« Pour l’instant, ils s’emmerdent.»
A naturalistic vision of the young commoners left on their own, prisoners of their desolated northern french villages, where even the surrounding country seems desert.
Non-actors are chosen based on their mug and are shown constantly so close to the cinemascope camera that they appear as nothing more than idle beasts filling up the emptiness of their life with ennui, hate, and sex (as "raw" as required by the film's overall style). While it makes for an interestingly unpleasant eye catch, it doesn't help covering for the disgust the characters will inspire in the regular watcher throughout the chronicle of their life. On the opposite, you can't not notice how the only decent young humans in the neighbourhood look ordinary, be it the girlfriend character or to a lower extent the immigrants' son.
Devoid of any interest to me, the film was nevertheless successfull in its pessimistic portrayal and its simulation of this youth's boredom. There might be nothing appealing and unpredictable in-story, but the film is often looking for rather aesthetic views. Attempts I didn't find particularly convincing but that might tie into the spiritual aspect.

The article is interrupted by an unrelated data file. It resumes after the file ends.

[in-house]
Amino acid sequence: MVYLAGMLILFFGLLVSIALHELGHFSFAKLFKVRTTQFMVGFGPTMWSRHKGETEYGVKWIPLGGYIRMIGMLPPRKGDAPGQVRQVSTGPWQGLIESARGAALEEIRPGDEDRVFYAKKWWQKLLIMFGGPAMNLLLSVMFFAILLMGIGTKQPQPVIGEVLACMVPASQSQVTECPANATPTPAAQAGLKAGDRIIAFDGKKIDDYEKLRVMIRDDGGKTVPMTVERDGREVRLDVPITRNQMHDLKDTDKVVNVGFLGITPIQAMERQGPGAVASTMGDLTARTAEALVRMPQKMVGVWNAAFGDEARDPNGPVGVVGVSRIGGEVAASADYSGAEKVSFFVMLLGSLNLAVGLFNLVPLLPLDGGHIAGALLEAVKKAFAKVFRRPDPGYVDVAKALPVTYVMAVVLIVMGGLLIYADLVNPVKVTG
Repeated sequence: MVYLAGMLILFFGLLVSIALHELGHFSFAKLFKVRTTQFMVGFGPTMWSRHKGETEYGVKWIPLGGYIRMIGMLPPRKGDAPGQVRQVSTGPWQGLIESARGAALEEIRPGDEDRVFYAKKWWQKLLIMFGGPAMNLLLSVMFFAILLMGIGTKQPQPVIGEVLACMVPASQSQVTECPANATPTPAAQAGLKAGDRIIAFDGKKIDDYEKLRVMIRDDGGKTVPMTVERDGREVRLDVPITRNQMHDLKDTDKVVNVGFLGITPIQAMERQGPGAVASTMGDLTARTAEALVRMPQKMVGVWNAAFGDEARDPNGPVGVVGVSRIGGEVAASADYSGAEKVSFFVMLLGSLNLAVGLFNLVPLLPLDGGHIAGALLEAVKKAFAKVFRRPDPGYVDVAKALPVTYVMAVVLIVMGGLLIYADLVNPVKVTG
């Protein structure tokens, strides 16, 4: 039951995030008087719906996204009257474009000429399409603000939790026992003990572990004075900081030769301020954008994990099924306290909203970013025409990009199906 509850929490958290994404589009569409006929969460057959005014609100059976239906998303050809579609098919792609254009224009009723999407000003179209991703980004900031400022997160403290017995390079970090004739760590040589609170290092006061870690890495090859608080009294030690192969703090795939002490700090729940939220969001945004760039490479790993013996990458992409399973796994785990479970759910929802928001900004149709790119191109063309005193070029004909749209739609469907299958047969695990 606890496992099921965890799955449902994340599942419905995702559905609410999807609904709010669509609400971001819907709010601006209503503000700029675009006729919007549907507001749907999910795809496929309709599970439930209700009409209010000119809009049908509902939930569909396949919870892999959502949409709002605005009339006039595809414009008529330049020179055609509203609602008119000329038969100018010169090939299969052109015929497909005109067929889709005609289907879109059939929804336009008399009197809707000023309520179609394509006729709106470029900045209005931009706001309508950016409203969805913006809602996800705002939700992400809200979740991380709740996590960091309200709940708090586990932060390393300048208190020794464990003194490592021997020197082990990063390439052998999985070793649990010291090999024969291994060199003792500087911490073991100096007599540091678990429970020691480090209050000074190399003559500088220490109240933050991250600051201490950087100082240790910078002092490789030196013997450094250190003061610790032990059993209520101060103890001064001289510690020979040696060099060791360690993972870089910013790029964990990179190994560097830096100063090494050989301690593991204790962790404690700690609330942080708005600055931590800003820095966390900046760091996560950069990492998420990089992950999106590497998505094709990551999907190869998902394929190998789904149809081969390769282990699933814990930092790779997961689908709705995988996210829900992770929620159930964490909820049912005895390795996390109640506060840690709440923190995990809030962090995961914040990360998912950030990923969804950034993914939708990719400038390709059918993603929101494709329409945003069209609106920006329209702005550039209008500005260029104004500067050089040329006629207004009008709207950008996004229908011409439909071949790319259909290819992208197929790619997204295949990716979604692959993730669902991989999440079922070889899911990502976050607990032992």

Given the title and the final sequence, is this whole thing an attempt to find some kind of "low" spirituality in such an unexpected place and situation? In this case, I am not seeing it.
Enjoyment: 1/5 (While it was easier to go through at 34 than at 13, it is still such a chore for me that it ended up making it even more displeasing.)
Dumont's whole career plan layed out right from the start, even though one might point out the lack of absurdism he would later use. (You can even find similar scenes in his later works.)
Critique vue 67 fois